RACHEL MARTIN, HOST:
This is WEEKEND EDITION from NPR News. I'm Rachel Martin.
Disappointing. Dismal. Bleak. These are just a few of the words used to describe the latest employment report. It showed that the U.S. economy added just 69,000 jobs in May. That's less than half of what economists had expected. And this was the third consecutive month of weak results, which raises new concerns about the sputtering economic recovery.
So with the unemployment rate now at 8.2 percent, we asked people in Athens, Ohio and in Washington, D.C., how they're faring in this economy.
AMY YANNITY: My name is Amy Yannity and I work at the college bookstore, getting by like most people. Nothing great, you know. Nothing elaborate. But I came in before the computer and everything, so all the other kids are way ahead of me.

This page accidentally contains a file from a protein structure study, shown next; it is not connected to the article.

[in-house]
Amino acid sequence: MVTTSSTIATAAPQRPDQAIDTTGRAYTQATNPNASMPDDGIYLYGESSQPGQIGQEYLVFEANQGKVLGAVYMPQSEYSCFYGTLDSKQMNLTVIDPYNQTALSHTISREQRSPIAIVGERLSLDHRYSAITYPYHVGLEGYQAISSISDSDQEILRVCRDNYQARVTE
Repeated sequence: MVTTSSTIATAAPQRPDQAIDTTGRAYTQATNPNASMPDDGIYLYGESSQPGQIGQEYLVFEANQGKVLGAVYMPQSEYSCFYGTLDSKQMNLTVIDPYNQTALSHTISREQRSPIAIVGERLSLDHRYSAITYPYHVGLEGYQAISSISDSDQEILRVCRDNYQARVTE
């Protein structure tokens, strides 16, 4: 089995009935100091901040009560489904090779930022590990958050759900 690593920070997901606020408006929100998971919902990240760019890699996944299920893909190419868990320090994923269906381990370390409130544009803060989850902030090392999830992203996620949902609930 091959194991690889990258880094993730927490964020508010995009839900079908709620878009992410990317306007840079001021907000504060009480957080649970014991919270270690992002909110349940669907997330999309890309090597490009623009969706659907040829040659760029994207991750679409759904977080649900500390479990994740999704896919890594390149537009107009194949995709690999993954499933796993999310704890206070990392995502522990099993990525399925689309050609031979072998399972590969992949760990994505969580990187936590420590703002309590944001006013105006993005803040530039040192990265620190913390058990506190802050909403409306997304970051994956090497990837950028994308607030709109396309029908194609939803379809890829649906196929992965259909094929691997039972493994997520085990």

MARISOL ALCALDE: My name is Marisol Alcalde and I'm a college student at Trinity Washington University. It's definitely tough. You know, like I've looked around for jobs and none of them are hiring. And it seems like if they are they never hit you back up. But I'm expecting good change 'cause I'm just hopeful person. I'm just a very hopeful person. You got to keep looking. You never know.
CATHERINE BALL: Am I hopeful? Not really. I feel like it's going to get even worse. My name is Catherine Ball. I've been working at Potbelly Sandwich Shop for four and a half months. I get - I was here but my money's gone so quick. So it's just hard making minimum wage, I guess. It's good to have a job though. You know, I can't complain. I'm a hard worker, always been a hard worker.
GARY GINTHER: My name is Gary Ginther and I'm a fine arts librarian for Ohio University Libraries, making the necessary cutbacks here and there. We're really cut very thin right now. I think we probably discovered how much we could tighten the belt for the first time in a long time. I think it's a cyclical thing, the economy. And so, I know that it's going to ebb and flow. You know, I'm old enough now that I've experienced this more than once.
MARTIN: That was Gary Ginther and Amy Yannity of Athens, Ohio. Also, Catherine Ball and Marisol Alcalde of Washington, D.C. Transcript provided by NPR, Copyright NPR.